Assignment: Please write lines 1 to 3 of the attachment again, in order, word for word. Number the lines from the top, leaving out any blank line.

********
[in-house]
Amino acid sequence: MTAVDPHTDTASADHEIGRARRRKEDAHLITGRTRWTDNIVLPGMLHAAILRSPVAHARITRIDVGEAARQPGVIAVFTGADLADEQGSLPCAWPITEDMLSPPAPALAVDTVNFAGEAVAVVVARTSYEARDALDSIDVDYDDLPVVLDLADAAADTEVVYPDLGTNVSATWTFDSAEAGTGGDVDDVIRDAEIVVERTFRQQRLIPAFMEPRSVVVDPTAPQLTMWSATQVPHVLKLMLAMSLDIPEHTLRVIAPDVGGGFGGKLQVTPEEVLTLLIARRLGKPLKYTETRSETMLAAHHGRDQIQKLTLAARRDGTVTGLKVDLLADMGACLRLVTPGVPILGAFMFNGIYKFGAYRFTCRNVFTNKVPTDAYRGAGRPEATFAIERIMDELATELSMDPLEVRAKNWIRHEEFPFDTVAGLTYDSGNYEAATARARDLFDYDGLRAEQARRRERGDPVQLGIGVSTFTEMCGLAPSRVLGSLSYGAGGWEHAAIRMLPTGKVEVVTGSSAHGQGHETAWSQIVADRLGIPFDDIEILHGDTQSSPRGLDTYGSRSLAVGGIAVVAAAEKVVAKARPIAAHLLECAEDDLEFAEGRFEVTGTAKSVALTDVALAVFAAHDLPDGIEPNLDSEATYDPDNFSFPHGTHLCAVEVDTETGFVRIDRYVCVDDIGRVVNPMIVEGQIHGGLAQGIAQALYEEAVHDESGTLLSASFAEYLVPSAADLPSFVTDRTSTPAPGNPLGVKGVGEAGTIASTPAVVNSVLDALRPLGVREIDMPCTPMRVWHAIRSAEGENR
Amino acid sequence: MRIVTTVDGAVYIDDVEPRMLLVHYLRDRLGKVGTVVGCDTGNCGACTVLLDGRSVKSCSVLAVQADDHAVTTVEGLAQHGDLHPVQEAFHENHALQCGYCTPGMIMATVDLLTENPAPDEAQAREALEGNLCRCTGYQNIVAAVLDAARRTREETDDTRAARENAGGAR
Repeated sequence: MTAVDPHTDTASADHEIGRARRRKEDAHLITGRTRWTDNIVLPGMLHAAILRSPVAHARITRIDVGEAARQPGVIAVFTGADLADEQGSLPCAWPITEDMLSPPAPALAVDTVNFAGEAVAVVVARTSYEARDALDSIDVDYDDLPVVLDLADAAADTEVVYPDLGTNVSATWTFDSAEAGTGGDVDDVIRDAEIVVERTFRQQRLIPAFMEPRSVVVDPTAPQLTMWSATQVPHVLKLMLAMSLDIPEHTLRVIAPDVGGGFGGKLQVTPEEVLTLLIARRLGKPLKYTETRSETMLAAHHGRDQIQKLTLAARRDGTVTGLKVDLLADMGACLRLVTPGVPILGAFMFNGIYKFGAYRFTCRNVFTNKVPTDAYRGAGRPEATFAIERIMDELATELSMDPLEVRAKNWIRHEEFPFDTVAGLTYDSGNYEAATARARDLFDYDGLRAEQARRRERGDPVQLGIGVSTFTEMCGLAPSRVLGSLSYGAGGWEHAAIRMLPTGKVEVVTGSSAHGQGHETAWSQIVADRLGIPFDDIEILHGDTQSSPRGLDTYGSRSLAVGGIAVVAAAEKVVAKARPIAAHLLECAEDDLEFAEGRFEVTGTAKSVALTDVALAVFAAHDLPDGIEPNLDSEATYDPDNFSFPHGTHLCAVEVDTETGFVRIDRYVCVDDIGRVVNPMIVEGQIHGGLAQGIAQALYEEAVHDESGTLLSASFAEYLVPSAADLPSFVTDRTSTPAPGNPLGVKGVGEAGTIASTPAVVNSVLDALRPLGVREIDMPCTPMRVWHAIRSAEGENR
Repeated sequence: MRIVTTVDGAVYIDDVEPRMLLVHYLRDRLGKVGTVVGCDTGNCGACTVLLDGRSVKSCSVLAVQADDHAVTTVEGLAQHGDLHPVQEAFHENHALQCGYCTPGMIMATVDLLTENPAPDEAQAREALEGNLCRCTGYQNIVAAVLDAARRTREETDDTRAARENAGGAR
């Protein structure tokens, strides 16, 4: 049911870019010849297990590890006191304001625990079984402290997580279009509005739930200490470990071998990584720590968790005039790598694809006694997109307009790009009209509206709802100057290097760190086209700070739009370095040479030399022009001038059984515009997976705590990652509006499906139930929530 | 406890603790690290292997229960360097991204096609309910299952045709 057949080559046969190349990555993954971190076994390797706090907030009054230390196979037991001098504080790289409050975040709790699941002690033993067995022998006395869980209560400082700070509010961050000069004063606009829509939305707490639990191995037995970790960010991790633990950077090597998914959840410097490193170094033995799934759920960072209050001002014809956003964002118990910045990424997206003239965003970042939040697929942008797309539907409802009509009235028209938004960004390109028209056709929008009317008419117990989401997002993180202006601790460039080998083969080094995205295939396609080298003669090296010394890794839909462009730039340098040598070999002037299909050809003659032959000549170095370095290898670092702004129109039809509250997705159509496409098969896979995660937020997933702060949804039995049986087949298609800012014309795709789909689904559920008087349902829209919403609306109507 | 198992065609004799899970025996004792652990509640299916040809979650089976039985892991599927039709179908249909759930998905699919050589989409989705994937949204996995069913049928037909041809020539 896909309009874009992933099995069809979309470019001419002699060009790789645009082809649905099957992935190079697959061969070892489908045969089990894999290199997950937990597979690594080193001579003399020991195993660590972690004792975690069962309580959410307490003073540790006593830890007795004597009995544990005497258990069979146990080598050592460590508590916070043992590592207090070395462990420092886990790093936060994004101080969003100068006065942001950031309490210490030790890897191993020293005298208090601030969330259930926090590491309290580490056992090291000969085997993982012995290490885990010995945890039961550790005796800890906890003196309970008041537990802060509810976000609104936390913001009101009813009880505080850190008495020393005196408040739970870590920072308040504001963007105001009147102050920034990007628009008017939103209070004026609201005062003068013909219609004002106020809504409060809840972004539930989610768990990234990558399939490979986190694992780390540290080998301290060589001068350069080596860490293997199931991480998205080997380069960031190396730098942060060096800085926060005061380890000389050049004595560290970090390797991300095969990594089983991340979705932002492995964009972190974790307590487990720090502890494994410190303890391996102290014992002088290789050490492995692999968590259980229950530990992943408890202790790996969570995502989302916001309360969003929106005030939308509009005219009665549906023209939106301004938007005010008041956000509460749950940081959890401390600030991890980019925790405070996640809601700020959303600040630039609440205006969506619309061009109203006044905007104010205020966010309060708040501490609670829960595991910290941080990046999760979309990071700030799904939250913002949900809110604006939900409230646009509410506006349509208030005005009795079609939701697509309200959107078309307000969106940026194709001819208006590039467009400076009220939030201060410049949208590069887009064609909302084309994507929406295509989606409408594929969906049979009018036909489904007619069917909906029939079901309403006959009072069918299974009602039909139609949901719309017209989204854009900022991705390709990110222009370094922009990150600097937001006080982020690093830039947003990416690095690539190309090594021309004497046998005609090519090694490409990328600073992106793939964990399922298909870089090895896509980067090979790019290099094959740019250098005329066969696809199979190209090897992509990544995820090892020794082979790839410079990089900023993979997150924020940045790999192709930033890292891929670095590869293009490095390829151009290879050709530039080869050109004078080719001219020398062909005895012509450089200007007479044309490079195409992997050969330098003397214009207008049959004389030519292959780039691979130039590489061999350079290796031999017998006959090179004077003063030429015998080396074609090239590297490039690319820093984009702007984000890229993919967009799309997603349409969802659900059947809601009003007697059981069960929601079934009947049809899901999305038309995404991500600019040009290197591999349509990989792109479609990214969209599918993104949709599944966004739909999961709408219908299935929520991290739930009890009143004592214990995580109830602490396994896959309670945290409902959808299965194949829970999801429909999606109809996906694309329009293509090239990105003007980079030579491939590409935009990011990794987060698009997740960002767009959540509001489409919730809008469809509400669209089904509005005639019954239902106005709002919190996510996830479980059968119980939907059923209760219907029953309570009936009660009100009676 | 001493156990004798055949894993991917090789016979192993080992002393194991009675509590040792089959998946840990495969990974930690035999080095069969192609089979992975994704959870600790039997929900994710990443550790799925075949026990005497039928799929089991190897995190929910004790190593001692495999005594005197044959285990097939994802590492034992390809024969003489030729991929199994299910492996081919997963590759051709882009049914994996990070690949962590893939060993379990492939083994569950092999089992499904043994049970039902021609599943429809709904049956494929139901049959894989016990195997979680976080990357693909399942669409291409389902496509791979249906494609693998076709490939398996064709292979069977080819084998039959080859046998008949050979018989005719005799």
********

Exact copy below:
[in-house]
Amino acid sequence: MTAVDPHTDTASADHEIGRARRRKEDAHLITGRTRWTDNIVLPGMLHAAILRSPVAHARITRIDVGEAARQPGVIAVFTGADLADEQGSLPCAWPITEDMLSPPAPALAVDTVNFAGEAVAVVVARTSYEARDALDSIDVDYDDLPVVLDLADAAADTEVVYPDLGTNVSATWTFDSAEAGTGGDVDDVIRDAEIVVERTFRQQRLIPAFMEPRSVVVDPTAPQLTMWSATQVPHVLKLMLAMSLDIPEHTLRVIAPDVGGGFGGKLQVTPEEVLTLLIARRLGKPLKYTETRSETMLAAHHGRDQIQKLTLAARRDGTVTGLKVDLLADMGACLRLVTPGVPILGAFMFNGIYKFGAYRFTCRNVFTNKVPTDAYRGAGRPEATFAIERIMDELATELSMDPLEVRAKNWIRHEEFPFDTVAGLTYDSGNYEAATARARDLFDYDGLRAEQARRRERGDPVQLGIGVSTFTEMCGLAPSRVLGSLSYGAGGWEHAAIRMLPTGKVEVVTGSSAHGQGHETAWSQIVADRLGIPFDDIEILHGDTQSSPRGLDTYGSRSLAVGGIAVVAAAEKVVAKARPIAAHLLECAEDDLEFAEGRFEVTGTAKSVALTDVALAVFAAHDLPDGIEPNLDSEATYDPDNFSFPHGTHLCAVEVDTETGFVRIDRYVCVDDIGRVVNPMIVEGQIHGGLAQGIAQALYEEAVHDESGTLLSASFAEYLVPSAADLPSFVTDRTSTPAPGNPLGVKGVGEAGTIASTPAVVNSVLDALRPLGVREIDMPCTPMRVWHAIRSAEGENR
Amino acid sequence: MRIVTTVDGAVYIDDVEPRMLLVHYLRDRLGKVGTVVGCDTGNCGACTVLLDGRSVKSCSVLAVQADDHAVTTVEGLAQHGDLHPVQEAFHENHALQCGYCTPGMIMATVDLLTENPAPDEAQAREALEGNLCRCTGYQNIVAAVLDAARRTREETDDTRAARENAGGAR